Pali is the language of the Tipiṭaka, which is the sacred canon of Theravāda Buddhism and contains much of the Buddha’s speech. Closeley related to Sanskrit, both languages are used interchangeably between religions.
Marathi-English dictionarySource: DDSA: The Molesworth Marathi and English Dictionary
uḍāṇa (उडाण).—m A portion of a farm or lands lying off or apart.
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udāna (उदान).—m (S) One of the five vital airs,--that which rises up the throat and passes into the head. 2 n Gasping and heaving (as in the agonies of death); sense of suffocation through over-eating or from disease. v lāga.Source: DDSA: The Aryabhusan school dictionary, Marathi-English
udāna (उदान).—m One of the five vital airs. Gas- ping and heaving.
Marathi is an Indo-European language having over 70 million native speakers people in (predominantly) Maharashtra India. Marathi, like many other Indo-Aryan languages, evolved from early forms of Prakrit, which itself is a subset of Sanskrit, one of the most ancient languages of the world.
Sanskrit dictionarySource: DDSA: The practical Sanskrit-English dictionary
1) Breathing upwards.
2) Breathing, breath in general.
3) One of the five vital airs or life-winds which rises up the throat and enters into the head); the other four being प्राण, अपान, समान (prāṇa, apāna, samāna) and व्यान (vyāna); स्पन्दयत्यधरं वक्त्रं गात्रनेत्रप्रकोपनः । उद्वेजयति मर्माणि उदानो नाम मारुतः (spandayatyadharaṃ vaktraṃ gātranetraprakopanaḥ | udvejayati marmāṇi udāno nāma mārutaḥ) ||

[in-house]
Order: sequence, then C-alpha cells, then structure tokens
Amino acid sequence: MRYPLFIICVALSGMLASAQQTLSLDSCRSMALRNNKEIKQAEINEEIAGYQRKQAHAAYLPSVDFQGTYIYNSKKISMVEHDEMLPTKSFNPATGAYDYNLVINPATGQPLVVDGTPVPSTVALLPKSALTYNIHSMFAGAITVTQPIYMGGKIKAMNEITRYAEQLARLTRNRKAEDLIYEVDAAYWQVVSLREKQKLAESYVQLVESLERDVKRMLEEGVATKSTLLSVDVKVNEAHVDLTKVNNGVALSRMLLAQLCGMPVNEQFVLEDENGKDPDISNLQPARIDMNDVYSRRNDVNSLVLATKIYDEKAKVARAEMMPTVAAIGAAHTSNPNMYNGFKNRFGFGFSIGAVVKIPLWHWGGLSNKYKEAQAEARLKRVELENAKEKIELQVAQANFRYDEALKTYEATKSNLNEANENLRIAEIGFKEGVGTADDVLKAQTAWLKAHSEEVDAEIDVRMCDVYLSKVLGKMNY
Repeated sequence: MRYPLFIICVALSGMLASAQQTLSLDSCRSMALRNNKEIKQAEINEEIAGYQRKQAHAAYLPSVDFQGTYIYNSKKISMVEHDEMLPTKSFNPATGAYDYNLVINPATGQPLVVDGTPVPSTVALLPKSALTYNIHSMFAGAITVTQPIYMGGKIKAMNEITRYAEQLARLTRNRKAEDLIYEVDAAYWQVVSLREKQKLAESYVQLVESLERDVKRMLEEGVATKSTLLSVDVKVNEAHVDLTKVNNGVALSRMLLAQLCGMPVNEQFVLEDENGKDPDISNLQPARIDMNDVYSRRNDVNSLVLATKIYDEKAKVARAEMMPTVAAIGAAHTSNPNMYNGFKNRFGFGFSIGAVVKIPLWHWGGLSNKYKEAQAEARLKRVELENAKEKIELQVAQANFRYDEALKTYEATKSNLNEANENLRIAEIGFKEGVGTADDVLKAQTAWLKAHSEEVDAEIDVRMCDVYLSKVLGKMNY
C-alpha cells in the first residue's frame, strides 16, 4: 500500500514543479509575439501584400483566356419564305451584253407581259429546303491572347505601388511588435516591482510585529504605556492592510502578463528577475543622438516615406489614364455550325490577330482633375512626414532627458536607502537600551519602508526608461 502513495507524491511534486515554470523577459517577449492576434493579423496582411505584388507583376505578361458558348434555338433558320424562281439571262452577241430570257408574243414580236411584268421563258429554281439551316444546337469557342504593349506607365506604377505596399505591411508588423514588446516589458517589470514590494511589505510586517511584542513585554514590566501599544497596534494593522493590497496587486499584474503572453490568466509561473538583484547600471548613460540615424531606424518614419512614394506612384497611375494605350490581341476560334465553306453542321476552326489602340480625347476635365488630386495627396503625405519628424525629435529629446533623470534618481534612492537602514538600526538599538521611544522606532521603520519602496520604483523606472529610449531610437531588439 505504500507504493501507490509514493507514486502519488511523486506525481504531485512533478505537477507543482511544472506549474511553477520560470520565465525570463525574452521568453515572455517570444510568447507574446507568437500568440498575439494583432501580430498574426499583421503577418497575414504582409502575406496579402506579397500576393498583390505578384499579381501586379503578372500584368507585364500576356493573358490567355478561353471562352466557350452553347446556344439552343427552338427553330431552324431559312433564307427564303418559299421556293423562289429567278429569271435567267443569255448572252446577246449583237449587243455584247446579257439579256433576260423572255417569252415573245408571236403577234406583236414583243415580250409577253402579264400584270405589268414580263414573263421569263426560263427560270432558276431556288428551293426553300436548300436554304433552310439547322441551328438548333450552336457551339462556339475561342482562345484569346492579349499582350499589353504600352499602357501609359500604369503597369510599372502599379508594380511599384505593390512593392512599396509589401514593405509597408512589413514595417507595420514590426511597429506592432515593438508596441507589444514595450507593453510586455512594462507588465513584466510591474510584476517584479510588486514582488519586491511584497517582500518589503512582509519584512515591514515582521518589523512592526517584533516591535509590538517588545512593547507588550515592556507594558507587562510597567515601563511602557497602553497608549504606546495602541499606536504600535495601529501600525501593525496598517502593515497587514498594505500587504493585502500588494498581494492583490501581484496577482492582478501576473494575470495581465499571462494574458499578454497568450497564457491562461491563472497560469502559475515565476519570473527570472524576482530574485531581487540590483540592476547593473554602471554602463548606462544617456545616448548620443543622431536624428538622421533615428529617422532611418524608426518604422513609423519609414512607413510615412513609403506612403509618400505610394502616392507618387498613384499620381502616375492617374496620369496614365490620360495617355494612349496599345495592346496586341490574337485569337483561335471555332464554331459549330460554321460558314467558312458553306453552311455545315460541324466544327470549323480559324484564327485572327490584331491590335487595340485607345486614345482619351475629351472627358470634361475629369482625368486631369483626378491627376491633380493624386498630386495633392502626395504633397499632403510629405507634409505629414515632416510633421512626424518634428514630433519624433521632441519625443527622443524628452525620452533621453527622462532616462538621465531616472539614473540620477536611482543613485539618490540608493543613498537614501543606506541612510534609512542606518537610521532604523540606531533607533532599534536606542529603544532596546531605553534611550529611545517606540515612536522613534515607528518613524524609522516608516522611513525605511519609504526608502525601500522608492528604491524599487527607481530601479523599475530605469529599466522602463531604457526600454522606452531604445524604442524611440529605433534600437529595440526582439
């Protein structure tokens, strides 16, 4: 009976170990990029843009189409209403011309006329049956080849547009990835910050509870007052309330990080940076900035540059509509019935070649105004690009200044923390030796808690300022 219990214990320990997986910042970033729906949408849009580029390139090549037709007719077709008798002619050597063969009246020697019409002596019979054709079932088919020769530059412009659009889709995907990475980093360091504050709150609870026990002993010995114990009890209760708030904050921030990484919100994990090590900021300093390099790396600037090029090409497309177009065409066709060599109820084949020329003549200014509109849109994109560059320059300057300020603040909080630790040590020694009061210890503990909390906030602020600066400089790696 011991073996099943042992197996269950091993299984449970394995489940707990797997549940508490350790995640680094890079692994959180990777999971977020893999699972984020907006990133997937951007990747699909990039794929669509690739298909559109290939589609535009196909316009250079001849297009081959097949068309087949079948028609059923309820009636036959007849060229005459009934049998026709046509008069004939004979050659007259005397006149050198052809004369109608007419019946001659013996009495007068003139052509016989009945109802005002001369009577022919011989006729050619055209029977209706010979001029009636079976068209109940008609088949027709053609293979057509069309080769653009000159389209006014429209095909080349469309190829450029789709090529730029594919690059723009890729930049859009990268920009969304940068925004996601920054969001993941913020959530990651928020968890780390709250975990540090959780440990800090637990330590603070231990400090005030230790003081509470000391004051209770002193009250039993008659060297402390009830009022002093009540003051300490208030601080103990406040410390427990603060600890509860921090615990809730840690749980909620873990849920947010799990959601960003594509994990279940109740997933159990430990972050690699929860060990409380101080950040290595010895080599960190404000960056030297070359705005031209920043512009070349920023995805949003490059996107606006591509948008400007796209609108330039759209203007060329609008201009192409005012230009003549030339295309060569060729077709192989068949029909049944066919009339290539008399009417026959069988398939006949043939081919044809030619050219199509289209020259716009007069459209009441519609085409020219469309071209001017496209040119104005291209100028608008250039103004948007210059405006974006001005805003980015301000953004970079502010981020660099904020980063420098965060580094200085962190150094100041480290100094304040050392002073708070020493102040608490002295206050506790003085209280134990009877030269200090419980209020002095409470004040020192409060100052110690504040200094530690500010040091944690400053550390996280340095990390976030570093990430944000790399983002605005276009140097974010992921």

4) (With Buddhists) An expression of praise or joy.
5) The navel.
6) An eye-lash.
7) A kind of snake. 2. udan n. [und-kanin P.VI.1.63] Water (usually occurring in compounds either at the beginning or at the end, and as an optional substitute for udaka after the acc. dual. It has no forms for the first five inflections. In comp. it drops its n); e. g. उदधि, अच्छोद, क्षीरोद (udadhi, acchoda, kṣīroda) &c.
Derivable forms: udānaḥ (उदानः).
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Udāna (उदान).—See under 1. उदन् (udan).Source: Cologne Digital Sanskrit Dictionaries: Edgerton Buddhist Hybrid Sanskrit Dictionary
Udāna (उदान).—m. or nt. (= Pali id.; with acc. pron. usually imam, sometimes idam), a solemn but joyous utterance (according to [Pali Text Society’s Pali-English Dictionary] sometimes a sorrowful one in Pali), usually but not always having religious bearings; almost always in modulation of phrase imam (less often idam, as Lalitavistara 350.21; Mahāvastu ii.286.1; or omitted) udānam udānayati (usually with sma after verb), very common: Lalitavistara 103.13; 159.14; 380.15; Laṅkāvatāra-sūtra 2.15; Mahāvastu iii.254.13; Divyāvadāna 558.1; 3 pl. udānayanti Lalitavistara 31.5; Divyāvadāna 163.28; aor. udānaye Mahāvastu i.351.13; ii.417.8, 13; iii.412.14; udānesi ii.286.1; udān' udānayī (3 sg. aor.) Gaṇḍavyūha 489.11 (verse); perf. udānayām āsa Suvarṇabhāsottamasūtra 193.2; °āsuḥ Lalitavistara 278.8; udānitavān Karmavibhaṅga (and Karmavibhaṅgopadeśa) 155.18; in non-religious connexions, udānam udānayati Divyāvadāna 2.11; Avadāna-śataka i.14.13; udānayetsu (3 pl. aor.) Mahāvastu i.340.14; udānesi (3 sg. aor.) iii.162.7; nt. udānam, as name of a type or class of Buddh. literature, one of the 12 (Mahāvyutpatti) or 9 (Dharmasaṃgraha) pravaca- nāni, Mahāvyutpatti 1271; Dharmasaṃgraha 62; Udāna-varga, name of a specific work (abbreviated Udānavarga).Source: Cologne Digital Sanskrit Dictionaries: Shabda-Sagara Sanskrit-English Dictionary
(-naḥ) 1. One of the five vital airs, that which rises us the throat and passes into the head. 2. The navel. 3. A snake. 4. An eye-lash. E. ud above, āṅa prefixed to aṇa to breathe, to be, affix ghañ.Source: Cologne Digital Sanskrit Dictionaries: Benfey Sanskrit-English Dictionary